Typhonium baoshanense Z. L. Dao & H. Li, a new species of Araceae from western Yunnan, China

Publication Type:Journal Article
Year of Publication:2007
Authors:Zhi-Ling, D. A. O., Shao-Tian, C. H. E. N., Yun-Heng, J. I., Heng L.
Journal:Acta Phytotaxonomica Sinica. Additamentum. Beijing
Start Page:234
Keywords:Araceae, China, new species, Typhonium, Typhonium baoshanense Z. L. Dao & H. Li, Yunnan

Typhonium baoshanense Z. L. Dao & H. Li (Araceae: Areae), a new species from western Yunnan, China, is described and illustrated. This species differs mainly from other species of Typhonium by the presence of one to two rings of sterile male flowers above the fertile male flowers, and from T. blumei Nicolson & Sivadasan by a conic female part of the spadix, the appendix not being truncate at its base, and by the angustate limb of the spathe. The chromosome number of Typhonium blumei, which occurs in same area, is 2n=52, while the chromosome number of the new species is 2n=10. The chromosome number of the new species is the lowest in the family Araceae.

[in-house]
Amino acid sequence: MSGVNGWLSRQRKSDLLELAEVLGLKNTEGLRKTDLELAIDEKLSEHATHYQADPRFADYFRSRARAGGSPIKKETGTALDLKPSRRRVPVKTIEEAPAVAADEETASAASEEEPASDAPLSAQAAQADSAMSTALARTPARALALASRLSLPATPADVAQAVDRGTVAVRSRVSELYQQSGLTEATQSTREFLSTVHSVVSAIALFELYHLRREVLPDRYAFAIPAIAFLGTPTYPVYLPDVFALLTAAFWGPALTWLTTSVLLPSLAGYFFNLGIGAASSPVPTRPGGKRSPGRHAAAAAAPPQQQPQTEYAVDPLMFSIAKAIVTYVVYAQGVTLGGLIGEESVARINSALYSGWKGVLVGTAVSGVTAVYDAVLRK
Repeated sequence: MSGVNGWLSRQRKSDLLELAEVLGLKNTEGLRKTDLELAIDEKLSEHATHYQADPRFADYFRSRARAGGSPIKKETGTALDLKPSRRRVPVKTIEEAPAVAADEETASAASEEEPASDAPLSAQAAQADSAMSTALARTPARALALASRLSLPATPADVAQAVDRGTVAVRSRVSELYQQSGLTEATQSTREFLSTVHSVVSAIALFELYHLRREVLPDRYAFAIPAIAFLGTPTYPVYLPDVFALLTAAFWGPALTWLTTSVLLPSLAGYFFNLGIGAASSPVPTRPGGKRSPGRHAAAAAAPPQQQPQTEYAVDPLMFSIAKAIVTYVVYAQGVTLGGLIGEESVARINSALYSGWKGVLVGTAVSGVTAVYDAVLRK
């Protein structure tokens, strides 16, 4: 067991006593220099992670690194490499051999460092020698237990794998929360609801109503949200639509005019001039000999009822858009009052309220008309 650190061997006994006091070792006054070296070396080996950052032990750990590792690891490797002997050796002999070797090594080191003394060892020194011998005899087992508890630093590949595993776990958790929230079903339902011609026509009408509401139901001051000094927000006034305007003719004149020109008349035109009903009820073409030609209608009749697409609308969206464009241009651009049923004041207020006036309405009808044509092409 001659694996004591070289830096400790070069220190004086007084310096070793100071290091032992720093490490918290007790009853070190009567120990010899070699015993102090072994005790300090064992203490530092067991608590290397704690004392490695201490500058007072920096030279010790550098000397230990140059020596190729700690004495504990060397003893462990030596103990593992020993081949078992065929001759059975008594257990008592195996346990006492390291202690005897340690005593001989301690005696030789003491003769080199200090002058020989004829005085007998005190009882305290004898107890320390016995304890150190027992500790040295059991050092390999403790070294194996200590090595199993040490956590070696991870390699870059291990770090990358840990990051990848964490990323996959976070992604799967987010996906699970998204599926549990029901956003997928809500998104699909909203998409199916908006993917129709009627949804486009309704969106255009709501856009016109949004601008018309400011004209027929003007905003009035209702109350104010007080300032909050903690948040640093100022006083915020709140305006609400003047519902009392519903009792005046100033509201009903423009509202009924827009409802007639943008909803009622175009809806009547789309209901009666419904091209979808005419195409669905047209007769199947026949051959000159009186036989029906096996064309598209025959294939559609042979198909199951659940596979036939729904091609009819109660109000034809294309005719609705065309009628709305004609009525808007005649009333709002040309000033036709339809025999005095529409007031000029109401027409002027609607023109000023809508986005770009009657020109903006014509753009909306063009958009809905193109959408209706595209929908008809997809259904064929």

Full Text

Typhonium Schott (Araceae: Areae) is a genus containing about 60 (44) species (Schott, 1832; Sriboonma et al., 1994; Hay, 1997; Mayo et al., 1997; Hetterscheid & Boyce, 2000; Hetterscheid & Nguyen, 2001; Hetterscheid et al., 2001; Wang et al., 2002), excluding Sauromatum Schott species which were moved into Typhonium by Hetterscheid and Boyce (2000). The genus Typhonium is generally distributed in south, southeast and east Asia, and extends throughout the Pacific area to Australasia. Some species are weeds and have become naturalized in various parts of the world outside Asia. There are 16 species reported in northern and southern provinces of China except Jilin and Xinjiang (Li, 1979; Li & Liu, 1983; Li & Long, 1998; Wang et al., 2002).
In the summer of 2003, during an expedition in the Baihualing, Baoshan, Yunnan Province, we encountered an unusual population of Typhonium. After having carefully examined the relevant herbarium specimens, reviewed the relevant literatures, and investigated the chromosome number, we provide here the morphological and karyological evidence and conclude that these plants are sufficiently distinct to be recognized as a new species.

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